Restaurant review: 'A slice of country in the city – served up with grá on a hidden Glasnevin farm'
Unless you live in the area, you probably don’t know that there’s an urban farm right in the middle of Glasnevin. The mention of it is intriguing, the reality gorgeous. Located on the grounds of a nursing home, Elmhurst Cottage Farm is currently under the guardianship of Nadja and Rossa Cassidy, a young couple who live there with their children, Maya and Samir.
On a sunny Saturday evening, Elmhurst is enchanting… The hens potter around happily in their enclosure while Maya scours the vegetable beds for snails to feed to the Indian runner ducks as a pre-dinner snack. Polytunnels house all manner of salads, fig trees and vines, and the strawberries are starting to flower. The herb beds are in rude health, already spilling over with mint and sage. On the one-acre farm, occupying an original walled garden dating from the mid- 19th century, there is a lot going on.
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That morning, Rossa and Nadja brought some of their spare produce to sell at the new market in the Fumbally Stables, and now they’re collaborating with chef Matteo Griscti to provide some of the key ingredients for tonight’s supper club.
Dee Kelly, Matteo’s partner, is the other half of Grálinn (loosely translated, the name means ‘love with us’) and she’s busy making negronis and bringing tonight’s six guests on a tour of the farm while Matteo puts the finishing touches to our meal. The kitchen unit was formerly home to everyone’s favourite bakers, Scéal, which seems like a lucky omen. (The queue for Charlotte and Shane’s breads and pastries at the Fumbally Market is long, but you can also find them at the Naomh Olaf market in Sandyford on Friday mornings, where there are no queues and you can fill the boot of the car with vegetables from McNally Family Farm and all manner of other good things while you’re at it.)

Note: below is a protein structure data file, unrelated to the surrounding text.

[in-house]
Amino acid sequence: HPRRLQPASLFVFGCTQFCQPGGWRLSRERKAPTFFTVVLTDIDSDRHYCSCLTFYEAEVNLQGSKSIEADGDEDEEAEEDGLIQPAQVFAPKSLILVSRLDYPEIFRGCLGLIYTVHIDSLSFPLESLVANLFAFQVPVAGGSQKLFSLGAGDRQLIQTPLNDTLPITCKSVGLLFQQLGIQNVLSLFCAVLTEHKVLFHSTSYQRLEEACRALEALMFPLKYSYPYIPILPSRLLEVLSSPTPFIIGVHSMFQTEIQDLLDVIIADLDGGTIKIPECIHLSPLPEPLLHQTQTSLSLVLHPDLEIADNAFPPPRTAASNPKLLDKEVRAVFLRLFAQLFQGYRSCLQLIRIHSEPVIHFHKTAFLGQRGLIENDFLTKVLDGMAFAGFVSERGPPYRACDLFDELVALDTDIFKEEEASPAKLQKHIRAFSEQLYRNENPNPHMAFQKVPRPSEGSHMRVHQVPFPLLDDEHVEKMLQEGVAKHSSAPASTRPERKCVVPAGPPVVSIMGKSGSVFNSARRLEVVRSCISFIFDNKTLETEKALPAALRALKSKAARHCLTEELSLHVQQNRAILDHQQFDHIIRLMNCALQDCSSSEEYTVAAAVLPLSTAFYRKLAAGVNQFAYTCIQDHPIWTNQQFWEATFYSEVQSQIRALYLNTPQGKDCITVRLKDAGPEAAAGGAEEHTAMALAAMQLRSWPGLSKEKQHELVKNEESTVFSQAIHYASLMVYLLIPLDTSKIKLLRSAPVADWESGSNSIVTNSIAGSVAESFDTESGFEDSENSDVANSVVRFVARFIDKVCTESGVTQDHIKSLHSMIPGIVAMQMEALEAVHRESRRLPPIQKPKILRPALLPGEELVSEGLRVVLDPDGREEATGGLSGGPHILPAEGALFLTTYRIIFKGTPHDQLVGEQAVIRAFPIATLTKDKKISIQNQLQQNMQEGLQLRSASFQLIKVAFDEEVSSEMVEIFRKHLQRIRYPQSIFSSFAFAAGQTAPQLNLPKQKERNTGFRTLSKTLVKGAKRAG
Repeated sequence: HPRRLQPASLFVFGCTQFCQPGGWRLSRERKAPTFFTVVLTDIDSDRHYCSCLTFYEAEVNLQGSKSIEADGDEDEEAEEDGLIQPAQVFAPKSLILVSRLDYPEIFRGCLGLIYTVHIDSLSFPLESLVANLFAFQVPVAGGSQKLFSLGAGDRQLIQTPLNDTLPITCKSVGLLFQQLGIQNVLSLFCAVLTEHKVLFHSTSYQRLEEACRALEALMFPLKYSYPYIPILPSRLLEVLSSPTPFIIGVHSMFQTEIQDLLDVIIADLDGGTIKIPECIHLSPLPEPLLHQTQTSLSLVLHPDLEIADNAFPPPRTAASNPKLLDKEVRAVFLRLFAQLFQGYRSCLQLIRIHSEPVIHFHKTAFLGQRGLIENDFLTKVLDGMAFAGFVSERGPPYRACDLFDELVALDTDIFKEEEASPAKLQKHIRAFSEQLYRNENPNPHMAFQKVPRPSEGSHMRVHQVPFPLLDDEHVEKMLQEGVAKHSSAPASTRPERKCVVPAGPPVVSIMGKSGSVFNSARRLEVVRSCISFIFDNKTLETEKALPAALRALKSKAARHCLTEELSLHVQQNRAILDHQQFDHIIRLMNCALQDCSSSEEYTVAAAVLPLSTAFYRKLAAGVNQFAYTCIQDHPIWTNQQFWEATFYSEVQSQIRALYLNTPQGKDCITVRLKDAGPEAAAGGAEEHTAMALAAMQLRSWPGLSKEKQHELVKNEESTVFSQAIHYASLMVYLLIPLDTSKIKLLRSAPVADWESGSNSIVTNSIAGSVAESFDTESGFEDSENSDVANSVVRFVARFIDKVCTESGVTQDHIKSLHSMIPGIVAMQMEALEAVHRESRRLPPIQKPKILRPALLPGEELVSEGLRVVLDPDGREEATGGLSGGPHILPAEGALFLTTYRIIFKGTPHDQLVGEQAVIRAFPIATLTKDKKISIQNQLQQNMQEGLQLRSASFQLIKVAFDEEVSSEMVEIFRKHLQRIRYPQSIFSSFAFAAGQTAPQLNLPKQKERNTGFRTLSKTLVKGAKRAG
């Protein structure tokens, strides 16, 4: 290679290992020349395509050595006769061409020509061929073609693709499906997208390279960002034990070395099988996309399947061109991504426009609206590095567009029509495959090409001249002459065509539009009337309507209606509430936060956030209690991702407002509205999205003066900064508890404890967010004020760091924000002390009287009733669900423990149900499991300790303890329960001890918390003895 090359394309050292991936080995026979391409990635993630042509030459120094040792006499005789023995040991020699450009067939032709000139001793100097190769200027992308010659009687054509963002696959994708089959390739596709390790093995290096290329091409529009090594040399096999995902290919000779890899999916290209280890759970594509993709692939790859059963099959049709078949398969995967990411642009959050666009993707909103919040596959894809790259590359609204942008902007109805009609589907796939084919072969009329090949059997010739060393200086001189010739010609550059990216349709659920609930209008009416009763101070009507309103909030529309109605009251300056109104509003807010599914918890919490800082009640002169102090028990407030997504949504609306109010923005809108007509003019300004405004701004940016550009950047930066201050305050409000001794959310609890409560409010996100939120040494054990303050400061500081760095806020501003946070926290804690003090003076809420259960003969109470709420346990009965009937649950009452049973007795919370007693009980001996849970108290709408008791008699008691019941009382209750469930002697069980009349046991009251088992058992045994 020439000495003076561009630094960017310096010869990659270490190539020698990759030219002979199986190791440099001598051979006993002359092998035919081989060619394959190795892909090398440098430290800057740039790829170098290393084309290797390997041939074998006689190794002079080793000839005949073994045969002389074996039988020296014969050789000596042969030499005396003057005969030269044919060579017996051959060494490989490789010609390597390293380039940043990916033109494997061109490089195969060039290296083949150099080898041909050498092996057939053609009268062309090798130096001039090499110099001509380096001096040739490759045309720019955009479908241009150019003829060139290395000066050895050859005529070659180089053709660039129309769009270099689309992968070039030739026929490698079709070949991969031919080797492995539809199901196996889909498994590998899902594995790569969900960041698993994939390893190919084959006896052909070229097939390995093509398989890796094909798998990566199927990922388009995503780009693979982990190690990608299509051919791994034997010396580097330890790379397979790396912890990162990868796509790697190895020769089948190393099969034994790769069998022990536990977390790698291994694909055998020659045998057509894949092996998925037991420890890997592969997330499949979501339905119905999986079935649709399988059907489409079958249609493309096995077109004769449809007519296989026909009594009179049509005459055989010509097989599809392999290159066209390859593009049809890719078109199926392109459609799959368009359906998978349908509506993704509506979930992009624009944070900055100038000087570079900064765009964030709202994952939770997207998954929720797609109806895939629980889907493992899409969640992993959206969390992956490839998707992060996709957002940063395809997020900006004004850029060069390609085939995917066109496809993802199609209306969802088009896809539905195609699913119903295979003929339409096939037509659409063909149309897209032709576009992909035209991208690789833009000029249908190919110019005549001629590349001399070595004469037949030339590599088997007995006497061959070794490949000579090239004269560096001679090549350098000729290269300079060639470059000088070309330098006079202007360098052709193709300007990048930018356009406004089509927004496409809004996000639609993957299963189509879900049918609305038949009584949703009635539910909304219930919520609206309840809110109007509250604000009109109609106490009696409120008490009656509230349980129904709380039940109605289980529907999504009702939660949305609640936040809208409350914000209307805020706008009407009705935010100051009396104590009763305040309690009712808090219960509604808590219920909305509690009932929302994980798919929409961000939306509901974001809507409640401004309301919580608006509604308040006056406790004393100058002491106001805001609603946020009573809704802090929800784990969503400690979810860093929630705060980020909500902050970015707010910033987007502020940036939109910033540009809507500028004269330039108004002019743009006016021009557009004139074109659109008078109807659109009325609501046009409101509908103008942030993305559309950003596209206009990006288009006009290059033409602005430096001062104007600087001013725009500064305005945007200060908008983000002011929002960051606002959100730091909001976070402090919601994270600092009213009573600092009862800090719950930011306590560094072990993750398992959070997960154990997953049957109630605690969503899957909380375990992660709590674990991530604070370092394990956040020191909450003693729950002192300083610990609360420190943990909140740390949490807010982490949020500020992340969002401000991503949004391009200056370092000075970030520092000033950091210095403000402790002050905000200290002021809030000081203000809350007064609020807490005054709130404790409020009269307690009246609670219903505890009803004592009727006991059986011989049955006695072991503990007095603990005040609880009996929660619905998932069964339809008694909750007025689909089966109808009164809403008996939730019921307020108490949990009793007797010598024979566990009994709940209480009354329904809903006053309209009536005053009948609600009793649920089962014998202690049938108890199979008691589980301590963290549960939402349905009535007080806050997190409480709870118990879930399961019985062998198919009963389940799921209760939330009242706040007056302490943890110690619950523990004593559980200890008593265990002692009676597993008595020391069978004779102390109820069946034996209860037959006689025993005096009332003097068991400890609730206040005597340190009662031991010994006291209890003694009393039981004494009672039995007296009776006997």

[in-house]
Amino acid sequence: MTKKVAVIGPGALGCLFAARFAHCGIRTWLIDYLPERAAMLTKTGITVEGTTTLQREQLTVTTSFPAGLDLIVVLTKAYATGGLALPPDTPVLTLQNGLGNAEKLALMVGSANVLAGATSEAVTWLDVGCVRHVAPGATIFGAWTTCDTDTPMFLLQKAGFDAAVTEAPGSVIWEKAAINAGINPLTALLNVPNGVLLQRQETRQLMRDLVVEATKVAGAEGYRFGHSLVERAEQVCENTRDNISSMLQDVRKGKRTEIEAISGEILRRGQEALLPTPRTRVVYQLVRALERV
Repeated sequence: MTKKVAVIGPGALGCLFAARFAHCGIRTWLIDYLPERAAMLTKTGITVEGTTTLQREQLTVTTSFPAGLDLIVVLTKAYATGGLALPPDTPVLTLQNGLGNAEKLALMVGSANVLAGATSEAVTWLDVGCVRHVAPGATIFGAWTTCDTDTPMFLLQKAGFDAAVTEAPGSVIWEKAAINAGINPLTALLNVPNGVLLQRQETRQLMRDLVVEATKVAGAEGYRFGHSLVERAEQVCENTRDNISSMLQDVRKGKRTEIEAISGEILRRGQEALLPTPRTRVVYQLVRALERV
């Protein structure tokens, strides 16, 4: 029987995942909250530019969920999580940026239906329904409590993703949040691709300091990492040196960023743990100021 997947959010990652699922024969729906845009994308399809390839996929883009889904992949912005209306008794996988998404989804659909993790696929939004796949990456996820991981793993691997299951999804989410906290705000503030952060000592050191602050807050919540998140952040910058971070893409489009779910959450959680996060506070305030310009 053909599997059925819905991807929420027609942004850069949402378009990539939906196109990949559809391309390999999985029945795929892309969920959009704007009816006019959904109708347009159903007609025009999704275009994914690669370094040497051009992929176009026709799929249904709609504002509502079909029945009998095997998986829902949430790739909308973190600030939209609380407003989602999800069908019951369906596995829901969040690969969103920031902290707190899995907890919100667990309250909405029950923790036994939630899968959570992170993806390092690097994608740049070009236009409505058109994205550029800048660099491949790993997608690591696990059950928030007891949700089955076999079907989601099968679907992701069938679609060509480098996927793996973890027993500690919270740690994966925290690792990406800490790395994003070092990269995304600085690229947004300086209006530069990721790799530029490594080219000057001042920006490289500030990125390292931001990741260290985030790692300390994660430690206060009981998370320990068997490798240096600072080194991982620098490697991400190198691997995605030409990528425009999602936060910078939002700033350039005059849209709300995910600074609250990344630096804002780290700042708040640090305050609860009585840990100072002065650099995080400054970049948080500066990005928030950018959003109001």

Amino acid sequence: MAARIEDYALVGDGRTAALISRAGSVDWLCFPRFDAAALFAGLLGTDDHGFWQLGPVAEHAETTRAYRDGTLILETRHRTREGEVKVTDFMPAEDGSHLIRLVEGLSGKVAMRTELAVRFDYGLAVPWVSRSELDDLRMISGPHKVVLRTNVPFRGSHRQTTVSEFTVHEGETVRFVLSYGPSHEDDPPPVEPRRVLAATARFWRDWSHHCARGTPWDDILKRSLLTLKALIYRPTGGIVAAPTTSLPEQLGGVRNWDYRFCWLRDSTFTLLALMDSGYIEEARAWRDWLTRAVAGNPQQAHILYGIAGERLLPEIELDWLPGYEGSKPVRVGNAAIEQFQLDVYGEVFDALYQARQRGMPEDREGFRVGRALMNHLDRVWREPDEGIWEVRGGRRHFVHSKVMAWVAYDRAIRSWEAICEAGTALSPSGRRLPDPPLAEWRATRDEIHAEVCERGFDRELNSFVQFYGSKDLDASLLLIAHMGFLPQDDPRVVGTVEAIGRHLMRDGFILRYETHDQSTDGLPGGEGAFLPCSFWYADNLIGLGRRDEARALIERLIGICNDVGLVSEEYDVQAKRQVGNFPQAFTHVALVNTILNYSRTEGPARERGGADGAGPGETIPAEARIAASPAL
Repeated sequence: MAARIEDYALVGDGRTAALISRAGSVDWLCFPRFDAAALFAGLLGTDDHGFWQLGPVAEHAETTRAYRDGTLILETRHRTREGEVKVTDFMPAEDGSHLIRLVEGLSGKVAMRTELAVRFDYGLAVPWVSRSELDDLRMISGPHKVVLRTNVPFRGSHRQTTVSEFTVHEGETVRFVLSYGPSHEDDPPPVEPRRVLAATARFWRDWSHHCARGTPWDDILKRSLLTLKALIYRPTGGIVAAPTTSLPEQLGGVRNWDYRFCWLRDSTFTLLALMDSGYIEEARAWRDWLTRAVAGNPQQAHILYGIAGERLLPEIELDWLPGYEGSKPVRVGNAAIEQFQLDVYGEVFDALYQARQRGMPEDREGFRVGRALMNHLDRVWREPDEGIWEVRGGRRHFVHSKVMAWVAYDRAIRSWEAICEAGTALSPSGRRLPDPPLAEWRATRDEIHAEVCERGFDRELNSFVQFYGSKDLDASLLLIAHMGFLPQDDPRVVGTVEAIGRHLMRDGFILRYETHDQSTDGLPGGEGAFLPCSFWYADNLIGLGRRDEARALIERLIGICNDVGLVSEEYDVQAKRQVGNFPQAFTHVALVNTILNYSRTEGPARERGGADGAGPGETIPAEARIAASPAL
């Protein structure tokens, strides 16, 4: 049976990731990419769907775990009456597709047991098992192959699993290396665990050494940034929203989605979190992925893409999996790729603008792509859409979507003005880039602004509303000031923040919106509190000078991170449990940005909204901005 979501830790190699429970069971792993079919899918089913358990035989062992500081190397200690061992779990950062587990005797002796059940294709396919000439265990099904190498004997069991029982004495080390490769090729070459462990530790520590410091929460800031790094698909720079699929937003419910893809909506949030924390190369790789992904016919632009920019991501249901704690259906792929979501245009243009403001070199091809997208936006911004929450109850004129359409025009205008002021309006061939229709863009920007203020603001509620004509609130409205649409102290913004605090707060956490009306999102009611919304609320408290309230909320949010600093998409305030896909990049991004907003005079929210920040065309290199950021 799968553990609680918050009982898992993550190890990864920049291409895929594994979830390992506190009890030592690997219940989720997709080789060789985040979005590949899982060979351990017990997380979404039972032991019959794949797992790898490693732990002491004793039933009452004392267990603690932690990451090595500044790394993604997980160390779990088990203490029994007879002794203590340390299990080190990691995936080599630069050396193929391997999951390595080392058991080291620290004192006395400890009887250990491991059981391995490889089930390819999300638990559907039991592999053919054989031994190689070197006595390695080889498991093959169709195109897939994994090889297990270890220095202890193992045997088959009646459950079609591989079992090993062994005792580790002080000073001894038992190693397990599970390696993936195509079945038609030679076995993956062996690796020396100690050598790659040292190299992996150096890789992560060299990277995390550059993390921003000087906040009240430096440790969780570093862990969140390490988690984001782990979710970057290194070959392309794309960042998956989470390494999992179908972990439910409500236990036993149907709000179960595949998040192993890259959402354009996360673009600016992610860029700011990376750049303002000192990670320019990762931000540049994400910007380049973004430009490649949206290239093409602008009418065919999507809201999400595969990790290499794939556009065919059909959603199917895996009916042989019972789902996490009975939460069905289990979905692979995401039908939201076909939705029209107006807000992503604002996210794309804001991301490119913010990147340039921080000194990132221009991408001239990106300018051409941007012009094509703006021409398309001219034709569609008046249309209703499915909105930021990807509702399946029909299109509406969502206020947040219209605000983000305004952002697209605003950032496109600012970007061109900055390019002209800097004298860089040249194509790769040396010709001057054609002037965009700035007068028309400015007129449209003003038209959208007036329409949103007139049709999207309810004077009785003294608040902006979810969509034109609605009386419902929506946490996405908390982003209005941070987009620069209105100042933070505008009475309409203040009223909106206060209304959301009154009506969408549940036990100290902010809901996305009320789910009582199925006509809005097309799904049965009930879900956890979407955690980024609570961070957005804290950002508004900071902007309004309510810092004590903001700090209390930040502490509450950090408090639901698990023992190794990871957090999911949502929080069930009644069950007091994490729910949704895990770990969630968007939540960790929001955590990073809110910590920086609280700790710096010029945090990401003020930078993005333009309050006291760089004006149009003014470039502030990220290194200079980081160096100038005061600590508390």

The supper club happens in a simple space adjacent to the kitchen, and guests sit at a communal table – the maximum number is eight. It’s a six-course, no-choice tasting menu that, in the modern way, is plant-focused without being vegetarian or vegan, and changes according to whatever is available on the farm, supplemented by judicious purchases from McNally’s and Niall Sabongi’s Sustainable Seafood Ireland. Tonight there is no meat on the menu and we barely register its absence.
Matteo is originally from Malta, where the food culture borrows from Italy, Sicily and the UK, and there is a joyous eclecticism to his food – Dee describes it as a mish-mash – that must owe something to exposure to a wide variety of food influences.
We start with slices of rosemary-flecked focaccia accompanied by generous bowls of vibrant lou sassoun, which according to Niki Segnit’s Lateral Cooking (a fascinating resource for food nerds) is a French dip – a cousin to pesto – made from pounded almonds, mint, fennel, anchovies, olive oil and lemon juice.
Next come delicate strips of marinated red gurnard with lovage oil, blood orange and fronds of fennel, and then kuku sabzi, a Persian herb omelette – so green that the egg is really there just to bind the herbs – with labneh, pickled celery and carrots. A classic plate of Macroom buffalo ricotta with roast golden beetroot, dressed with apple balsamic, is simplicity incarnate.
A dish of Connemara clams and Kelly’s mussels served with a chunky ramson (wild garlic) and hazelnut pistou comes – fittingly – with Scéal sourdough. Something has gone awry with the cooking times here and, while the mussels are open, most of the clams are not. It’s a pity because the flavours are good. To finish there are anise-scented, Zeppelin-shaped beignets – appropriately called zeppoli – served with a savoury sugar and orange blossom cream of absolute perfection.
Dee and Matteo will post details of future supper clubs on their Instagram account (see above). Go if you can.
ON A BUDGET
The Grálinn food truck will be appearing at festivals this summer. You’ll find them at Body & Soul, Taste of Dublin and Another Love Story amongst others, and it’s an opportunity to try their individual small plates.
ON A BLOW-OUT
A seat at the BYOB supper club costs €70.
THE HIGH POINT
The sublime location.
THE LOW POINT
The clams weren’t cooked for long enough and many didn’t open.
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